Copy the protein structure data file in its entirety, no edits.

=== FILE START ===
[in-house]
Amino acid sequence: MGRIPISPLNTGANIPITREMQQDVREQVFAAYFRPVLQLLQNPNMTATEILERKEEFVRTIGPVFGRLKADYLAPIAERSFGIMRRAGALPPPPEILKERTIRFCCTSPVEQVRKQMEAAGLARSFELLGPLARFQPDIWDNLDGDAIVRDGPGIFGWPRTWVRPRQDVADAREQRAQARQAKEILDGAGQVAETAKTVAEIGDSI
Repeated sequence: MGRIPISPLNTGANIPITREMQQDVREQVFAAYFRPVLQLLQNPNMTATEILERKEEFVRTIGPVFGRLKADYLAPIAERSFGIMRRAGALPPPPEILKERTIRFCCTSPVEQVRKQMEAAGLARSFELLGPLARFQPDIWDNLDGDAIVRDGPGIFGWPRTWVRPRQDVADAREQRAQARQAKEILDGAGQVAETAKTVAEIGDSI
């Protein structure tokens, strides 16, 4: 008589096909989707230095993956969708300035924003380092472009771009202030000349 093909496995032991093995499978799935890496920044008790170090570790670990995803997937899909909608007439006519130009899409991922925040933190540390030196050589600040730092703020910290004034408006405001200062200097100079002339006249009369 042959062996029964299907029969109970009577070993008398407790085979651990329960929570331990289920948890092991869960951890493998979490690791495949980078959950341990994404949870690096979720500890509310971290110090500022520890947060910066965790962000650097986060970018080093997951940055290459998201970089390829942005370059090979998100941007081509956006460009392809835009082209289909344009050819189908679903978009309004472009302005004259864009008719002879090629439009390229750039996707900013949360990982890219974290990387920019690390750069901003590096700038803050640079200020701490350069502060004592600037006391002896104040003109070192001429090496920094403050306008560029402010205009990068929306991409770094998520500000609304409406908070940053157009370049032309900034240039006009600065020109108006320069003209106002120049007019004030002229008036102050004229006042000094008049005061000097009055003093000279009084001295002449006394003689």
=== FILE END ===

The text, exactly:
[in-house]
Amino acid sequence: MGRIPISPLNTGANIPITREMQQDVREQVFAAYFRPVLQLLQNPNMTATEILERKEEFVRTIGPVFGRLKADYLAPIAERSFGIMRRAGALPPPPEILKERTIRFCCTSPVEQVRKQMEAAGLARSFELLGPLARFQPDIWDNLDGDAIVRDGPGIFGWPRTWVRPRQDVADAREQRAQARQAKEILDGAGQVAETAKTVAEIGDSI
Repeated sequence: MGRIPISPLNTGANIPITREMQQDVREQVFAAYFRPVLQLLQNPNMTATEILERKEEFVRTIGPVFGRLKADYLAPIAERSFGIMRRAGALPPPPEILKERTIRFCCTSPVEQVRKQMEAAGLARSFELLGPLARFQPDIWDNLDGDAIVRDGPGIFGWPRTWVRPRQDVADAREQRAQARQAKEILDGAGQVAETAKTVAEIGDSI
């Protein structure tokens, strides 16, 4: 008589096909989707230095993956969708300035924003380092472009771009202030000349 093909496995032991093995499978799935890496920044008790170090570790670990995803997937899909909608007439006519130009899409991922925040933190540390030196050589600040730092703020910290004034408006405001200062200097100079002339006249009369 042959062996029964299907029969109970009577070993008398407790085979651990329960929570331990289920948890092991869960951890493998979490690791495949980078959950341990994404949870690096979720500890509310971290110090500022520890947060910066965790962000650097986060970018080093997951940055290459998201970089390829942005370059090979998100941007081509956006460009392809835009082209289909344009050819189908679903978009309004472009302005004259864009008719002879090629439009390229750039996707900013949360990982890219974290990387920019690390750069901003590096700038803050640079200020701490350069502060004592600037006391002896104040003109070192001429090496920094403050306008560029402010205009990068929306991409770094998520500000609304409406908070940053157009370049032309900034240039006009600065020109108006320069003209106002120049007019004030002229008036102050004229006042000094008049005061000097009055003093000279009084001295002449006394003689």